- Theme weeks. Encourage students to dress up in a themed outfit or listen to themed music in class. Try some of our favorite themes—Beach Week, Pajama Week, and Crazy Sock Week! Be sure to take lots of photos to share with parents.
- Make learning the recital dance fun and stress-free. Fun can easily get overlooked during the “learning choreography” phase. Have dancers practice short phrases in groups or facing away from the mirror. Ask them to count out loud while listening to the music (no dancing!) or clap while marking. Lean into all the different learning styles. And ask teachers to plan out choreography in advance to avoid the stress of last-minute cramming; explain that planning allows for flexibility of what and how much to teach each day.
Cool down spring fever
When the weather gets warmer, kids want to play outside—not come to class. Keep classes entertaining and engaging. This is a great time to look forward to recital, but students also need something within closer reach. My studio rolls out a studio-wide SMART Goal Challenge each spring. (SMART is an acronym for specific, measurable, achievable, relevant, and time-sensitive.) A specific SMART skill is assigned to each class, and as a group, they create a plan as to how they will achieve the goal. Not only do students get excited, they even practice at home! In a beginning level tap class, last year’s spring SMART goal was to do a single time step. For some students this was a challenging goal, but it helped to have peer support and a reason to practice outside of class.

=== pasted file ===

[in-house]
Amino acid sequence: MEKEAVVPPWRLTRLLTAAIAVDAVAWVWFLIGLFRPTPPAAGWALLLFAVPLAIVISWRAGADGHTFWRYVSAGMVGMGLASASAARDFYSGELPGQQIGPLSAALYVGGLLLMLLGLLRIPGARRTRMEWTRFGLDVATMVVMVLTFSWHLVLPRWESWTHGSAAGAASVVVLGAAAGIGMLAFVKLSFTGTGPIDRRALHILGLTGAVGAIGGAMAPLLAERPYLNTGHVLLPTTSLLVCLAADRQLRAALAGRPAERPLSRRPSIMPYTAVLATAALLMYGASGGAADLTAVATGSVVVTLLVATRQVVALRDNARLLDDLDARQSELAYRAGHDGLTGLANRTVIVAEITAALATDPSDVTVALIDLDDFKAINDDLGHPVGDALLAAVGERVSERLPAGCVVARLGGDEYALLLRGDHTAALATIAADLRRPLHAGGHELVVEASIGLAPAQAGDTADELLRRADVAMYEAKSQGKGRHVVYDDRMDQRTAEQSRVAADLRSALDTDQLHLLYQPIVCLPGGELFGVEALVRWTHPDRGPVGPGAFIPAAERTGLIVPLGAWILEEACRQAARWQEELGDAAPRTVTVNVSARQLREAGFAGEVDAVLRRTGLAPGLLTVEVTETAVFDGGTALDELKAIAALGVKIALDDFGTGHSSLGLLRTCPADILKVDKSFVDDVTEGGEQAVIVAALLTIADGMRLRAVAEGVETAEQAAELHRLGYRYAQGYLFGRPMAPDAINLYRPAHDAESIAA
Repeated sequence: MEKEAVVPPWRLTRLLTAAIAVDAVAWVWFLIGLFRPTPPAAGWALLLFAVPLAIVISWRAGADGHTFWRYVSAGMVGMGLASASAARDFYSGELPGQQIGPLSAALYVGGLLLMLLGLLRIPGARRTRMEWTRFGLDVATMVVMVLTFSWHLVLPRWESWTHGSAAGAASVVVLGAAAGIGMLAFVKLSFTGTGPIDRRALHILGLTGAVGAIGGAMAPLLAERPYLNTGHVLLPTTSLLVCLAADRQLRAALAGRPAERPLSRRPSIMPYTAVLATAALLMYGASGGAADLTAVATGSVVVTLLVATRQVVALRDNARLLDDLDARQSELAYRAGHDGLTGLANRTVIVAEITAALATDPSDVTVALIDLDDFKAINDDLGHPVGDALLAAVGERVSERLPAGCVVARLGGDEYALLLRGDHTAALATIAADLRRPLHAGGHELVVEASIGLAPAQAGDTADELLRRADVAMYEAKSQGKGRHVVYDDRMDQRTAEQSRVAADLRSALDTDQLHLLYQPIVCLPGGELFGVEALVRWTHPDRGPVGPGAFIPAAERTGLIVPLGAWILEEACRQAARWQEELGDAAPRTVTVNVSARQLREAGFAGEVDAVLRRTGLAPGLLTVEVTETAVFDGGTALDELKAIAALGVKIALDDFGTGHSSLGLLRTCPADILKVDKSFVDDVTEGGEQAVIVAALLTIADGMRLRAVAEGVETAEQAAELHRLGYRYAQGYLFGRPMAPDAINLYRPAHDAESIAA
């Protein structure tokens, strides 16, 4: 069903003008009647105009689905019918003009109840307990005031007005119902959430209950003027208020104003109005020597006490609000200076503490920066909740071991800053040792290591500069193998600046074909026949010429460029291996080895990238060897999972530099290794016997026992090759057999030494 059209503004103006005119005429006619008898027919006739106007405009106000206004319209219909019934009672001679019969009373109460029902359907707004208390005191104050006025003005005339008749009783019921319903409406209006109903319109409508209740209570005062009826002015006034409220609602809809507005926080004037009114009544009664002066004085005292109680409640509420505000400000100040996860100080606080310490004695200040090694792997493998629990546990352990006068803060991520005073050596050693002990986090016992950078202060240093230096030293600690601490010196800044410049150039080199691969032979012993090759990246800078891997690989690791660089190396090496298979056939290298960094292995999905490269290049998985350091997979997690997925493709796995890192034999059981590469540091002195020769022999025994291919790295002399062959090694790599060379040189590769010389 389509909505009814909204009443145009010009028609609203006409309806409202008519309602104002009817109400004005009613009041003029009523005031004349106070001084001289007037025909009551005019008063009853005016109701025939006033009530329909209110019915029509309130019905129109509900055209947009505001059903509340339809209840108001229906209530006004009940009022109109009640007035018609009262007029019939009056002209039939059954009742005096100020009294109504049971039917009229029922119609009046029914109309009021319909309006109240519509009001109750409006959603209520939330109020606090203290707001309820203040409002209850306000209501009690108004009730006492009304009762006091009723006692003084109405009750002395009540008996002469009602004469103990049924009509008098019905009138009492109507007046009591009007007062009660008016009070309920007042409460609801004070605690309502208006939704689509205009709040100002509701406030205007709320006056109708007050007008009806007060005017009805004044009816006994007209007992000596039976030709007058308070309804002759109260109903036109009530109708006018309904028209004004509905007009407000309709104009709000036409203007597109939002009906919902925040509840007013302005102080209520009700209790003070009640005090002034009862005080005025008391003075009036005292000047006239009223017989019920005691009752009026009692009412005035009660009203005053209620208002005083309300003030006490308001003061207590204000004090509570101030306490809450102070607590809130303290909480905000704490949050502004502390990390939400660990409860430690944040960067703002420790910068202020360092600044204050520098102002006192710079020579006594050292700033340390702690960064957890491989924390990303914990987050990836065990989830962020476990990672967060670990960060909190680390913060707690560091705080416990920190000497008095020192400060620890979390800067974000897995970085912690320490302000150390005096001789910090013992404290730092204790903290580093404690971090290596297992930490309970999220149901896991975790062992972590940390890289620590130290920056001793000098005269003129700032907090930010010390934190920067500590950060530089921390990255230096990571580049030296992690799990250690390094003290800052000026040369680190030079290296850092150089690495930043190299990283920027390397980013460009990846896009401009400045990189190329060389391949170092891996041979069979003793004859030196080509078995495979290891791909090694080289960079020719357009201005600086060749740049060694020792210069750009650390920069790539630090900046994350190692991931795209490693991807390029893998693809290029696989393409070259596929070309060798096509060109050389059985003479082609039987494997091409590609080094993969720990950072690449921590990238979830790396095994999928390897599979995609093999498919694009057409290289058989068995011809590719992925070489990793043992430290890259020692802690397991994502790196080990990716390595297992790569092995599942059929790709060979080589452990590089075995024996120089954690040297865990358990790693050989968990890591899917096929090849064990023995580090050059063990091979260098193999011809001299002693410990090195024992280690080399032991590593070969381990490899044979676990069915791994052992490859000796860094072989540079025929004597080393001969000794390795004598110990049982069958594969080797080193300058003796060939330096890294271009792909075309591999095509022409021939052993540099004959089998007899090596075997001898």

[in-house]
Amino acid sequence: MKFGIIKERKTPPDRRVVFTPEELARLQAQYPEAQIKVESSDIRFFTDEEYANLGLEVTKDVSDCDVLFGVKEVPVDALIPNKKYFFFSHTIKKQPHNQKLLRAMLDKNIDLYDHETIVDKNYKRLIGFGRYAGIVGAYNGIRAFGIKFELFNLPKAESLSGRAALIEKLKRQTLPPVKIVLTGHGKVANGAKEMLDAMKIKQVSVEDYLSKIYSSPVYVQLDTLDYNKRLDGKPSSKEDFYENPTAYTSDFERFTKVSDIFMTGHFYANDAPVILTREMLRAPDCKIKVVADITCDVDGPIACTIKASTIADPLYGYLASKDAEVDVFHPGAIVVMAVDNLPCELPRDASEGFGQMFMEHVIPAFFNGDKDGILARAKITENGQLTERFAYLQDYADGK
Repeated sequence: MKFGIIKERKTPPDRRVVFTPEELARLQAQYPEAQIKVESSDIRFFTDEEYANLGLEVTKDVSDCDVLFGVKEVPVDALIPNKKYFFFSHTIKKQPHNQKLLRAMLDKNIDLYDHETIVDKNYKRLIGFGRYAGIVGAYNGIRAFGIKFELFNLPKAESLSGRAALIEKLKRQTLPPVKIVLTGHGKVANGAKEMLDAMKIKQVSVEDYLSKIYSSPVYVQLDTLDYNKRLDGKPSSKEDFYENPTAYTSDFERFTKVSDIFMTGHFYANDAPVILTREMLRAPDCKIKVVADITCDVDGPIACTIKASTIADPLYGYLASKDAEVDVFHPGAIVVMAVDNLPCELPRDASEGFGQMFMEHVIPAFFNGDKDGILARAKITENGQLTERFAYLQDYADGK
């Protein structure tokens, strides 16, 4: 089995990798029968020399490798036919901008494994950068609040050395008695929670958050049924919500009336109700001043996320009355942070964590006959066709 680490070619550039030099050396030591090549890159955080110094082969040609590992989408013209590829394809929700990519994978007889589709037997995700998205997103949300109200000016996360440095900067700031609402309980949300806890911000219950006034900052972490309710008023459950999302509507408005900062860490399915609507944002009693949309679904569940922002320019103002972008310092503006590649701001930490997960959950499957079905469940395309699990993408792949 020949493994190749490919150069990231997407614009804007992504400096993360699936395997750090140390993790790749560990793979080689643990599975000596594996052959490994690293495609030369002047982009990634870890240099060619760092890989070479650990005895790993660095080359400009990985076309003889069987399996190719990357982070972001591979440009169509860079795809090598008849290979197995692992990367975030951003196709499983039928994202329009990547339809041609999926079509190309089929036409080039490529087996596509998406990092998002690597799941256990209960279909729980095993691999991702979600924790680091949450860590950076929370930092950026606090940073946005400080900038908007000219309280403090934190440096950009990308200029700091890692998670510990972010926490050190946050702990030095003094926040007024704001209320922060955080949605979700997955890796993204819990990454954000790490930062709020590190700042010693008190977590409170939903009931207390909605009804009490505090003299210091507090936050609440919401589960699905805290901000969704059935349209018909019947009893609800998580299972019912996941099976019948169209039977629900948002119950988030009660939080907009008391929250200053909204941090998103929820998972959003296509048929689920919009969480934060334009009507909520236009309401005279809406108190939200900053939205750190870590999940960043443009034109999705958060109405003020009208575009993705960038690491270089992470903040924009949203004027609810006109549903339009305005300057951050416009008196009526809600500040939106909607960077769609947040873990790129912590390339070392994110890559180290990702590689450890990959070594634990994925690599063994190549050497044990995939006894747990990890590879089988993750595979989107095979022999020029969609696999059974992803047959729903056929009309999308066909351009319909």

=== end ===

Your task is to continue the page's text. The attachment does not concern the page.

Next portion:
Spring is also the season for our one-on-one “pathway meetings” with older students to talk about their progress and future goals. We offer these parent-teacher-student conferences for dancers who are in fourth grade or older. Each student feels seen, heard, and valued, and through each achievement or goal-met, becomes more connected to the studio. It is also an excellent way for teachers to become more engaged with dance families, and to understand the students’ goals in and out of the dance classroom.
Create impact with recital
Share recital info early and often, using several channels of communication. Consider setting up a dedicated one-stop-shop website, such as through Google sites, where you can direct parents any time you answer a question. Post reminders on your private Facebook page, and use countdowns for big events like ticket sales, picture days, and rehearsals. Share photos and video snippets of the work in progress in the classroom. Pull your studio parents into all the excitement of this busy but rewarding time!
Remember that retention takes place throughout a dance season, not just at one time of year. If what once worked no longer does and your retention rate slips, revisit your strategy and ramp up your tactics. Plan how you will connect with each student and parent, and connect with that plan all year long.